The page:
# Precision Clamps

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There is often a requirement in electronics to limit or clamp a variable voltage to some known maximum or minimum level. Figure 1 shows how the “ideal” clamp would operate. In the case of the maximum clamp, the output voltage tracks the input voltage until Vmax is reached at which point but is “clamped” to Vmax. Similarly, the minimum clamp tracks the input voltage unless it falls below Vmin, at which point the output voltage is clamped to Vmin.

The simplest way to implement a clamp is to use a simple diode as shown in Figure 2. Using the maximum clamp as an example, the diode remains reverse biased if Vout is less than Vmax, so Vout follows Vin. If Vin exceeds Vmax, the diode becomes forward biased and Vout is limited to Vmax (plus the diode forward voltage). The minimum clamp works in the same way – the diode is reverse biased if Vout is greater than Vmin but conducts to limit Vout otherwise.

The diode voltage-drop and the soft “knee” as the diode transitions from reverse based to forward biased means this is not really a precision circuit. The inflexion point in the transfer function shown in Figure 1 will not be well defined and the output voltage will not be clamped to Vmin or Vmax precisely. The circuit would be much improved if we could use as an ideal diode, with zero forward drop and a sharp transition between forward and reverse bias states.

Figure 3 shows how we can use an op amp to “idealise” the diode. Again, using the maximum clamp as the example, if Vin is less than Vmax, the op amp output will be saturated to the positive rail and the diode will be reverse biased leaving Vout equal to Vin. As soon as Vout exceeds Vmax by a tiny fraction, the op amp output swings negative and the diode conducts just enough to pull Vout (and therefore its inverting input) down to Vmax. The minimum clamp works the same way, but with the polarities reversed.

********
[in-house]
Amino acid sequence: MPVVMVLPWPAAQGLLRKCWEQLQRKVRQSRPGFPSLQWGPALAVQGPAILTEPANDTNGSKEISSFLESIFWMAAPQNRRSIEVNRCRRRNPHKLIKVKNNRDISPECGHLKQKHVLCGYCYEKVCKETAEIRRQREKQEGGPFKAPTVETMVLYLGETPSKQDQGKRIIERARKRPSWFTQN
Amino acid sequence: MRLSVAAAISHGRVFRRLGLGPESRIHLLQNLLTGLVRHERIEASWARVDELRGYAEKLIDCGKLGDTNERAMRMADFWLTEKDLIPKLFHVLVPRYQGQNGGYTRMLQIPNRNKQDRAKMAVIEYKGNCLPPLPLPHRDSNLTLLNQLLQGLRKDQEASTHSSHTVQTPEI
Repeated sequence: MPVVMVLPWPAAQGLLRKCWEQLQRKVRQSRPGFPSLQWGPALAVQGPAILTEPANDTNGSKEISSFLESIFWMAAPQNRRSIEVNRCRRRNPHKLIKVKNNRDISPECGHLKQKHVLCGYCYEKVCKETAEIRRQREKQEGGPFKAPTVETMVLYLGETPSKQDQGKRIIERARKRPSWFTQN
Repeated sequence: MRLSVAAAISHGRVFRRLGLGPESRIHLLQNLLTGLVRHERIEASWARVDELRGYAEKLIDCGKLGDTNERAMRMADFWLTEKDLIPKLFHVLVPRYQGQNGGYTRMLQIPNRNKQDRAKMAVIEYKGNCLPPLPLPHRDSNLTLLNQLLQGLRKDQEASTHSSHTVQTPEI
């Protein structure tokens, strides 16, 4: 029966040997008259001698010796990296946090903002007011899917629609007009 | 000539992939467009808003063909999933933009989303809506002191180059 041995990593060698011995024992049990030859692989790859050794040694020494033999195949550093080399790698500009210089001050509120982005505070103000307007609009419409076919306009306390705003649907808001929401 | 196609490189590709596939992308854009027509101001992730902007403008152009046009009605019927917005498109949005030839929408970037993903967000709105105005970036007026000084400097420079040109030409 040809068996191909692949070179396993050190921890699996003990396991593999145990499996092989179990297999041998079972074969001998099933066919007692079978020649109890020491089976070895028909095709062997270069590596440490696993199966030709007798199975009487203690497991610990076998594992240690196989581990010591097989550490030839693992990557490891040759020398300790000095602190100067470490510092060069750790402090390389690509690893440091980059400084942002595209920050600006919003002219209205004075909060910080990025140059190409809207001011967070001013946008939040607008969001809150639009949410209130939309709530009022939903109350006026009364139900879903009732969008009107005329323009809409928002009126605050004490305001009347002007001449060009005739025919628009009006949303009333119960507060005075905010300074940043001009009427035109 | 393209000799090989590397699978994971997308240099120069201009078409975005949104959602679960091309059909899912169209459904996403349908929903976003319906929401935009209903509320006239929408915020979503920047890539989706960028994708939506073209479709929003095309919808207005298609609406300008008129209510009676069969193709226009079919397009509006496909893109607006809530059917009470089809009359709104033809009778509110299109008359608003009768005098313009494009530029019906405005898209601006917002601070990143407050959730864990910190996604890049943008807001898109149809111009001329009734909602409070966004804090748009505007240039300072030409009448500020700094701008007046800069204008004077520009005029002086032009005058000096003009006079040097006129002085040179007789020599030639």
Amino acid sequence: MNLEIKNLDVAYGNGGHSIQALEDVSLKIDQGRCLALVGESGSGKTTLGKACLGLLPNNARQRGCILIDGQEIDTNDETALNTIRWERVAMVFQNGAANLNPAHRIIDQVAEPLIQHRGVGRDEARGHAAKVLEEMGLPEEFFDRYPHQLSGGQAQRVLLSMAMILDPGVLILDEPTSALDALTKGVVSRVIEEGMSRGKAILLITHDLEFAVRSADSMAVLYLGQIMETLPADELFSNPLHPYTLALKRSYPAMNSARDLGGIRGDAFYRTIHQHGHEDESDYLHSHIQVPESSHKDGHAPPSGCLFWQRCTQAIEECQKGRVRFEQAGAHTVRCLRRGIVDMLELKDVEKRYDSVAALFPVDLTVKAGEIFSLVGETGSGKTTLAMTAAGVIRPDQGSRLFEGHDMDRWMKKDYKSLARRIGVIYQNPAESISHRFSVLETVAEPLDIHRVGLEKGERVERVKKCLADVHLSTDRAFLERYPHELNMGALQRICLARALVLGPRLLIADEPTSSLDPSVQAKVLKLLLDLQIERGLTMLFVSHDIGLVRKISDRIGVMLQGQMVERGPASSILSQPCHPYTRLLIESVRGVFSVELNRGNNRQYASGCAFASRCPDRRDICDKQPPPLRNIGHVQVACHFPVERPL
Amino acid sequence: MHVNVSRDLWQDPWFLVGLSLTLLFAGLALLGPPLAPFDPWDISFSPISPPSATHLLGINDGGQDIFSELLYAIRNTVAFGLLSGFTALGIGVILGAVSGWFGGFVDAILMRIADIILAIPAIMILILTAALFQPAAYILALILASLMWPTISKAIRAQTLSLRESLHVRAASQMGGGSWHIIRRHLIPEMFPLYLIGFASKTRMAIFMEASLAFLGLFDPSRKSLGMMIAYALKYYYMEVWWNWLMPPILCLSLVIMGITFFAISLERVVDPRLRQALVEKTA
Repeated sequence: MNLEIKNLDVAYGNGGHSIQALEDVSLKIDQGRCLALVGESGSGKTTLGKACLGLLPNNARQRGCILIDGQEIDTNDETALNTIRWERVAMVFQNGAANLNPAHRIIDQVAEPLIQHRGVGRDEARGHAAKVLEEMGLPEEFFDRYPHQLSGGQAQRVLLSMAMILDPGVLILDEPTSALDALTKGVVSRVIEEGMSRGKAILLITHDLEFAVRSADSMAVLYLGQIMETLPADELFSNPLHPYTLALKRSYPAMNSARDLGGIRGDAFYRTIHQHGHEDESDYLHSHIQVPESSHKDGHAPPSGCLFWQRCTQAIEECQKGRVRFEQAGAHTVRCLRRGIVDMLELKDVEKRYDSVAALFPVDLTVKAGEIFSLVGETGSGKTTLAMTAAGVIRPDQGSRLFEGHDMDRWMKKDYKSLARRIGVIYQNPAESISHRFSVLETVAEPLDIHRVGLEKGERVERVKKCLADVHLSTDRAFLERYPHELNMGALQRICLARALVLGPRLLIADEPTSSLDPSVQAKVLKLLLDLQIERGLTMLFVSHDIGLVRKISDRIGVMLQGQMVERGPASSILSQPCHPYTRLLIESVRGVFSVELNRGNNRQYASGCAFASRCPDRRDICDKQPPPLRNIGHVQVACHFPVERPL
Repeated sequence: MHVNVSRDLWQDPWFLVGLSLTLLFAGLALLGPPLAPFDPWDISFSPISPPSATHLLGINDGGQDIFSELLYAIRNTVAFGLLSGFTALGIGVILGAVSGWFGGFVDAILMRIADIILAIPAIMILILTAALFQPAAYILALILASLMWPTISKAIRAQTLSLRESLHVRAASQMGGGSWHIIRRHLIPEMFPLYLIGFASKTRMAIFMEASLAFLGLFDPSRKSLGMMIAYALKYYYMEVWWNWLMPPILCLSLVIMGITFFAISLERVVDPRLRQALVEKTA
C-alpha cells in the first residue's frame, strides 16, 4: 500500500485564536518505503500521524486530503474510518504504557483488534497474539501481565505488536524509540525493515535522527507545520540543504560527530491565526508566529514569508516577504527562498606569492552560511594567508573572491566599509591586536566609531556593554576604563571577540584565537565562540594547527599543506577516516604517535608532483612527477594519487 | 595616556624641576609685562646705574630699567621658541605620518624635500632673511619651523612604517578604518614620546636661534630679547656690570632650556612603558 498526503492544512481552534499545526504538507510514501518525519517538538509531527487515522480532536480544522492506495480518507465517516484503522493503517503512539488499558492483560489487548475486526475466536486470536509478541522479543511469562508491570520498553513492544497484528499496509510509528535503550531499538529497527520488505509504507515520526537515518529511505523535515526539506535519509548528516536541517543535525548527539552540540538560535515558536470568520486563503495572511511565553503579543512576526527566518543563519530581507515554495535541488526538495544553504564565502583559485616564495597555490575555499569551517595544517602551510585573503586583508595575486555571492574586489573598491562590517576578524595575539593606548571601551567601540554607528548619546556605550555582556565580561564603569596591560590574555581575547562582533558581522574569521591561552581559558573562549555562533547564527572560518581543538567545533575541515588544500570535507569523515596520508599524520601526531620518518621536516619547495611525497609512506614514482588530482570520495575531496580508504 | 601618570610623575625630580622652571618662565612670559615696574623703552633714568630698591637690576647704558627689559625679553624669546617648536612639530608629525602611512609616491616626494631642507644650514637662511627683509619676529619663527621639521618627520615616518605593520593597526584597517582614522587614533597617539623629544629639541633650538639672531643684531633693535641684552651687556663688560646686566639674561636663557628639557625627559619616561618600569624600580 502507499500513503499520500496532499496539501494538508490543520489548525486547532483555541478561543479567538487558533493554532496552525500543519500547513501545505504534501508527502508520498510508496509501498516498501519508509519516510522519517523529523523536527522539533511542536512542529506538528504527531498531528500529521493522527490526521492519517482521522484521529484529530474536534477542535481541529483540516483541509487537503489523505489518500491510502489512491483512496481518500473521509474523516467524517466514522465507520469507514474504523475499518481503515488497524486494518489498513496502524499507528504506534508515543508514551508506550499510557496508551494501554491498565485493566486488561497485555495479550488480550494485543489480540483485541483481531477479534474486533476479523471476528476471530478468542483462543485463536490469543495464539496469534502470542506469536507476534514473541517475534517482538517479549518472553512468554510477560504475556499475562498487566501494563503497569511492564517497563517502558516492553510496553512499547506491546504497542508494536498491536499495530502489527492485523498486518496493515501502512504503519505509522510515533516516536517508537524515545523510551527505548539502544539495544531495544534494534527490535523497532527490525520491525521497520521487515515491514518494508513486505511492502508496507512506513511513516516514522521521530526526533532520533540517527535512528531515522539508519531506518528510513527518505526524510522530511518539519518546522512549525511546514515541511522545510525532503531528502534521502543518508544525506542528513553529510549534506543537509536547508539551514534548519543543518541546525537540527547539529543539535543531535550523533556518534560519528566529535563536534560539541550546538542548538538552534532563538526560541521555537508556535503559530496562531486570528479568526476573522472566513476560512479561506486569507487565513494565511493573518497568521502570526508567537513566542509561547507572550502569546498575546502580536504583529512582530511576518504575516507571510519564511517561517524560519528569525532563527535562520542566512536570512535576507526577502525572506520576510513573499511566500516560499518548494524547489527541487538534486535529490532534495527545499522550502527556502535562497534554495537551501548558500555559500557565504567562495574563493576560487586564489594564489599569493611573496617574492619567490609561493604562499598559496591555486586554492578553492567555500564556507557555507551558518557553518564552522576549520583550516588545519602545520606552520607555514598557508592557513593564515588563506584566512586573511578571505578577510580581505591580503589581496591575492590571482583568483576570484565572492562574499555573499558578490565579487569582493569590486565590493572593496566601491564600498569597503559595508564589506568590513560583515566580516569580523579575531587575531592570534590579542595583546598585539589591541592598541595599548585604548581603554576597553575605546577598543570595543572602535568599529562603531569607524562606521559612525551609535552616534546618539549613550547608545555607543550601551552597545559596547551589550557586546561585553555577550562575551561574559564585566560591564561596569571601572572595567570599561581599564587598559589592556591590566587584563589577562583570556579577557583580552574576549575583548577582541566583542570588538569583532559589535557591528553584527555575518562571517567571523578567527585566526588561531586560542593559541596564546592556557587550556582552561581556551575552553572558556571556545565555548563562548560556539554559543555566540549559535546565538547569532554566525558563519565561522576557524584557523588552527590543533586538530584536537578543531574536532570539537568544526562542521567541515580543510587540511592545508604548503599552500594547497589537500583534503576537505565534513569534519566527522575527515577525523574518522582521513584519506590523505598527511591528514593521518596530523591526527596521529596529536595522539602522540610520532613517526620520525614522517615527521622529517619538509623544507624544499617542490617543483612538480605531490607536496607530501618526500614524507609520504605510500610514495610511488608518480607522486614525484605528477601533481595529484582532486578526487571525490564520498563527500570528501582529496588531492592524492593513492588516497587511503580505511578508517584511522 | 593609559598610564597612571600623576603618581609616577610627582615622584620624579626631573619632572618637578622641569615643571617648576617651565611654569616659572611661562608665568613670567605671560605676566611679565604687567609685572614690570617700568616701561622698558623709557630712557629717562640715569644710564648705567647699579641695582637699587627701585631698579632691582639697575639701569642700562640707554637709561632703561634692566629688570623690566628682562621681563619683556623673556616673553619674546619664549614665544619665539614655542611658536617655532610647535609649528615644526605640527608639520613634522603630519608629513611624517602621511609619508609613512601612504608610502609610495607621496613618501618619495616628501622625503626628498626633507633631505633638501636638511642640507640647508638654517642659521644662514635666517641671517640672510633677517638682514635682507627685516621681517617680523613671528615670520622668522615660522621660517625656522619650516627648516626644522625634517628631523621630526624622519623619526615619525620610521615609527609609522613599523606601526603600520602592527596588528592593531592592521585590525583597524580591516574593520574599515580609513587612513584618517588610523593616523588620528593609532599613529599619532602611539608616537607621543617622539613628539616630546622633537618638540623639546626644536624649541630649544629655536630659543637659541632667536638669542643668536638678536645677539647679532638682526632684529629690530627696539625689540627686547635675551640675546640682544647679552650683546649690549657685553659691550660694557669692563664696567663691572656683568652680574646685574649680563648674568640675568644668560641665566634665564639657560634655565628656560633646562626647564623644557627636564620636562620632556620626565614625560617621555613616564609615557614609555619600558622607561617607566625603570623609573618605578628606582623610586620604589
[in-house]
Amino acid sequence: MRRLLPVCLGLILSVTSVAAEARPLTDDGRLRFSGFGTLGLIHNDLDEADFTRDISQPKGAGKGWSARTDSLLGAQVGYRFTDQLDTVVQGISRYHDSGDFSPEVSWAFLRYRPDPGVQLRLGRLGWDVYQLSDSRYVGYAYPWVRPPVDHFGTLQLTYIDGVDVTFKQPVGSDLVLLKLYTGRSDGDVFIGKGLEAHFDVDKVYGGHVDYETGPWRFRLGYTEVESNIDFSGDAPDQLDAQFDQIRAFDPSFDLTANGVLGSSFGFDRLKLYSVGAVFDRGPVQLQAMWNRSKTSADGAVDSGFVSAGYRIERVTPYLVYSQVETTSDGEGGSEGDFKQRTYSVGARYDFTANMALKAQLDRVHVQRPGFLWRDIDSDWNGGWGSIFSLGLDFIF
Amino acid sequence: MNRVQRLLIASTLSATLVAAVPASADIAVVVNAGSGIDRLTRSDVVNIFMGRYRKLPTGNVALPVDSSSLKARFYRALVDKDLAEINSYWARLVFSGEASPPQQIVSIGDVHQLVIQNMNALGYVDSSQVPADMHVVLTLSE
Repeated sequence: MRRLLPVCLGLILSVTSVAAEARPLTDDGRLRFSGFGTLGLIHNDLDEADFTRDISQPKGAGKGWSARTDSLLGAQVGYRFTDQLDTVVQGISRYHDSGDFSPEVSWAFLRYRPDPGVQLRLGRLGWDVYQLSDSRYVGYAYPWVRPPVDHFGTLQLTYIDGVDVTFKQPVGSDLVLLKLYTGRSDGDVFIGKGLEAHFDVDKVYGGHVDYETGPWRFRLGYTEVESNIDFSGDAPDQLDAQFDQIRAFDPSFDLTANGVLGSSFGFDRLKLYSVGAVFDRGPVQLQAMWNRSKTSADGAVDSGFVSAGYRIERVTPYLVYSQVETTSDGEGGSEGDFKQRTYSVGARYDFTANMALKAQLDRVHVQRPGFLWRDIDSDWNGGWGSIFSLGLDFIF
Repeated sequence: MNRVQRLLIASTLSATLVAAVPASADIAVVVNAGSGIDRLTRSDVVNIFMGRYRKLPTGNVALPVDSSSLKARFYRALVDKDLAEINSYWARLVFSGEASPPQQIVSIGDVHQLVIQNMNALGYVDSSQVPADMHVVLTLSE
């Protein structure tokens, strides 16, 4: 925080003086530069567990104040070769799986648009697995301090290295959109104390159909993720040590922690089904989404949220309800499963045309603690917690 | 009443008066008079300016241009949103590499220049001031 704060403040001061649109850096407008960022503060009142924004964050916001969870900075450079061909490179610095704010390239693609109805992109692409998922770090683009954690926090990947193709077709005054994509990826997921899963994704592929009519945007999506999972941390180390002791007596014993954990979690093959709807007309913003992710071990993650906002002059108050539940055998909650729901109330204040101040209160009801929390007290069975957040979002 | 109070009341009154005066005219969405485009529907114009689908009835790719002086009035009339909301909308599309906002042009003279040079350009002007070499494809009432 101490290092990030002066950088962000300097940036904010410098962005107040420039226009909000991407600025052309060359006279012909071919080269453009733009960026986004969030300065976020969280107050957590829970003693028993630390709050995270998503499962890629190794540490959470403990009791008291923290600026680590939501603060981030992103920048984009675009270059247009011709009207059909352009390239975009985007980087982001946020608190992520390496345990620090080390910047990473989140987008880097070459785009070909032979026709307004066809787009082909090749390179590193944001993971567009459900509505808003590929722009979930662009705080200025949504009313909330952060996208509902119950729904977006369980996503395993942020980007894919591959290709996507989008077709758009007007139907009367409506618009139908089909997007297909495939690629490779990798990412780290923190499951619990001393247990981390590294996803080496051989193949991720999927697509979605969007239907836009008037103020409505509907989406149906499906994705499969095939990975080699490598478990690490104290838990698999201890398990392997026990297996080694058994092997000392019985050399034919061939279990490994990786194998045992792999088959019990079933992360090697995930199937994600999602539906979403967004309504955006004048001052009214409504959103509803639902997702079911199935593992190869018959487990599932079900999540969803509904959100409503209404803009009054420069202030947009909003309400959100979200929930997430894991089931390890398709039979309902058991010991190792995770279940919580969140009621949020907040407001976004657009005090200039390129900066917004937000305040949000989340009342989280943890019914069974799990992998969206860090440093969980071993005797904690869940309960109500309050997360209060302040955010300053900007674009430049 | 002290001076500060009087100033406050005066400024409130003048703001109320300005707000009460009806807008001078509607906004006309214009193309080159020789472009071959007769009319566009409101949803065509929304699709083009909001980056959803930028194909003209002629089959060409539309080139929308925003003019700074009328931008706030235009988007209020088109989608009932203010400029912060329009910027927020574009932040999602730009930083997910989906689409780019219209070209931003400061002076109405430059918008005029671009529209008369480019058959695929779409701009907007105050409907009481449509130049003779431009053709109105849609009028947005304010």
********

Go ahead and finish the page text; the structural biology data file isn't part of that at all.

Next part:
This circuit eliminates the impact of the diode forward drop and sharpens the inflexion point but it does introduce another potential problem. When the clamp is not active, there is no negative feedback around the op amp and its output is saturated. Saturation in this case means the output is driven hard against one of the power rails. This is not how op amps are designed to work so this behaviour is undocumented and the results can vary from device to device. It may take quite some time for the op amp to come out of saturation and not all op amps behave well while doing so. Fortunately, it is pretty easy to fix this so the op amp always remains within its proper operating range.

Figure 4 shows how this can be done with the addition of a second diode D2 and an additional resistor R2 (which should be much larger than R1). Now the op amp always has a feedback path so maintains its inverting input at Vmax regardless of the input voltage. When Vin is less than Vmax, D2 is forward biased D1 is reverse biased leaving Vout equal to Vin.

Once Vin exceeds Vmax, D2 is reverse biased and D1 conducts as before, pulling Vout down to Vmax. The op amp output, therefore, swings only one diode drop (0.7V) above or below Vmax. This is well within the op amp’s operating range.

References
Horowitz, Paul, and Winfield Hill. The Art of Electronics. Third edition, 11th printing, with Corrections. Cambridge New York, NY: Cambridge University Press, 2017.

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